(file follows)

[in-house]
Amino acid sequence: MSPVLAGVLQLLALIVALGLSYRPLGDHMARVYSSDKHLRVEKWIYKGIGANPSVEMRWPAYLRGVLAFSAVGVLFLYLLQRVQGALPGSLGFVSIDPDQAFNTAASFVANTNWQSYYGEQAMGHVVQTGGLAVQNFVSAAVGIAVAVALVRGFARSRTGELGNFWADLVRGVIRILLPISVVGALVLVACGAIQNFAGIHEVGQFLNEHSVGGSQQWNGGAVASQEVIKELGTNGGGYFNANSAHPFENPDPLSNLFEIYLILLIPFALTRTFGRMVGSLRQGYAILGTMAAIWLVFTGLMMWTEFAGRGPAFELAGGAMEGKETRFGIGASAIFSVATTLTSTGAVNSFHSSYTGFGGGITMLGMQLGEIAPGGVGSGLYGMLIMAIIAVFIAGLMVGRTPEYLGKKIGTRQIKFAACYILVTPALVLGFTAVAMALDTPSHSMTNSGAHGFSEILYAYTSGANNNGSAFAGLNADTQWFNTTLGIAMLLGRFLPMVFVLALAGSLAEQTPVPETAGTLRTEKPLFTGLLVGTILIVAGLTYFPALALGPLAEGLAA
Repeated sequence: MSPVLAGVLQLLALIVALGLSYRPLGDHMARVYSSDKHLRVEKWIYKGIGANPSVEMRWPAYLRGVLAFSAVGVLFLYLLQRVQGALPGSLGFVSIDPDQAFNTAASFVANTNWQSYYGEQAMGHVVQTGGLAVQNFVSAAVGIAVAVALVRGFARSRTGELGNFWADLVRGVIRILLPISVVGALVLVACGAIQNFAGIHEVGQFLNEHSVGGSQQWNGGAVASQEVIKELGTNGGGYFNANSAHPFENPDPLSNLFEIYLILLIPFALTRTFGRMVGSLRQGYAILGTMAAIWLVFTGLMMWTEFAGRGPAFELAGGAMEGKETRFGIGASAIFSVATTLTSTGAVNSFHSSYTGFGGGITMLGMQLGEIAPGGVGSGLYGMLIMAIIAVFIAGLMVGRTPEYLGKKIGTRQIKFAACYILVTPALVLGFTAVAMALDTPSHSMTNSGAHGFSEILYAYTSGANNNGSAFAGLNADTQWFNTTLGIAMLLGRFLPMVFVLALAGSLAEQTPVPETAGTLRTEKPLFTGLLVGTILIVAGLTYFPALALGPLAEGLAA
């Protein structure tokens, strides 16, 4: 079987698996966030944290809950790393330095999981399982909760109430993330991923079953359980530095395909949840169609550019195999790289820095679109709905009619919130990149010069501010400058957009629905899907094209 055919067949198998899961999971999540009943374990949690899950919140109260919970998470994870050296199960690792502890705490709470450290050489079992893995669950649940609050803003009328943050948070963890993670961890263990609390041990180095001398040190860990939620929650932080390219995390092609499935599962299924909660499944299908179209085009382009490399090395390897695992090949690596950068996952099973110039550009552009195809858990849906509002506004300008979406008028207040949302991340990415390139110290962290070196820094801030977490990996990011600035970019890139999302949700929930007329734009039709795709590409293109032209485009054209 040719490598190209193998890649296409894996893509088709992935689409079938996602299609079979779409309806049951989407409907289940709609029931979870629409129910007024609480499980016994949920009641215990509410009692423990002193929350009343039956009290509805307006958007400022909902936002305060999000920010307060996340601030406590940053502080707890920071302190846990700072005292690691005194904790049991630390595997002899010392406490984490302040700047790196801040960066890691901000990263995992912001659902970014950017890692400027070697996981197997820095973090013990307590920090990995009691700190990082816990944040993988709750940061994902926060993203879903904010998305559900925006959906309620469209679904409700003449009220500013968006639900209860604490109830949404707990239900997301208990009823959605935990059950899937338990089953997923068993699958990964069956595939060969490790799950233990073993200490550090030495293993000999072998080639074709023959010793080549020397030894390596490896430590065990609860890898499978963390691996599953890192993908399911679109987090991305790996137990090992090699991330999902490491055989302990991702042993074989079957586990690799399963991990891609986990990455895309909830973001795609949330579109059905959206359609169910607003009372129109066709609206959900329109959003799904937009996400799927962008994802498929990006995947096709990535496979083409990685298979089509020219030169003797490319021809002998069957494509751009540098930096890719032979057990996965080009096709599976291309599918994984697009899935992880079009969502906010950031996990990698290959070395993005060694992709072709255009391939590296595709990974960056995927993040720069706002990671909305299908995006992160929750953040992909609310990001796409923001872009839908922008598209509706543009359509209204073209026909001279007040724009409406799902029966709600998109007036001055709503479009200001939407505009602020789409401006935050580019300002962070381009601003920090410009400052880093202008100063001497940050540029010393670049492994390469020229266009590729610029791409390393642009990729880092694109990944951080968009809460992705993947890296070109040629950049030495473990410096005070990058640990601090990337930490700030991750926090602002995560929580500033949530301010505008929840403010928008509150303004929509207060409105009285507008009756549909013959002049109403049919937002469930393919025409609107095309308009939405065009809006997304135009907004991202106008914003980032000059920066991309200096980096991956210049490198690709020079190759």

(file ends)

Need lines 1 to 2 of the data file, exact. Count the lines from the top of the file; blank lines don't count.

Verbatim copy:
[in-house]
Amino acid sequence: MSPVLAGVLQLLALIVALGLSYRPLGDHMARVYSSDKHLRVEKWIYKGIGANPSVEMRWPAYLRGVLAFSAVGVLFLYLLQRVQGALPGSLGFVSIDPDQAFNTAASFVANTNWQSYYGEQAMGHVVQTGGLAVQNFVSAAVGIAVAVALVRGFARSRTGELGNFWADLVRGVIRILLPISVVGALVLVACGAIQNFAGIHEVGQFLNEHSVGGSQQWNGGAVASQEVIKELGTNGGGYFNANSAHPFENPDPLSNLFEIYLILLIPFALTRTFGRMVGSLRQGYAILGTMAAIWLVFTGLMMWTEFAGRGPAFELAGGAMEGKETRFGIGASAIFSVATTLTSTGAVNSFHSSYTGFGGGITMLGMQLGEIAPGGVGSGLYGMLIMAIIAVFIAGLMVGRTPEYLGKKIGTRQIKFAACYILVTPALVLGFTAVAMALDTPSHSMTNSGAHGFSEILYAYTSGANNNGSAFAGLNADTQWFNTTLGIAMLLGRFLPMVFVLALAGSLAEQTPVPETAGTLRTEKPLFTGLLVGTILIVAGLTYFPALALGPLAEGLAA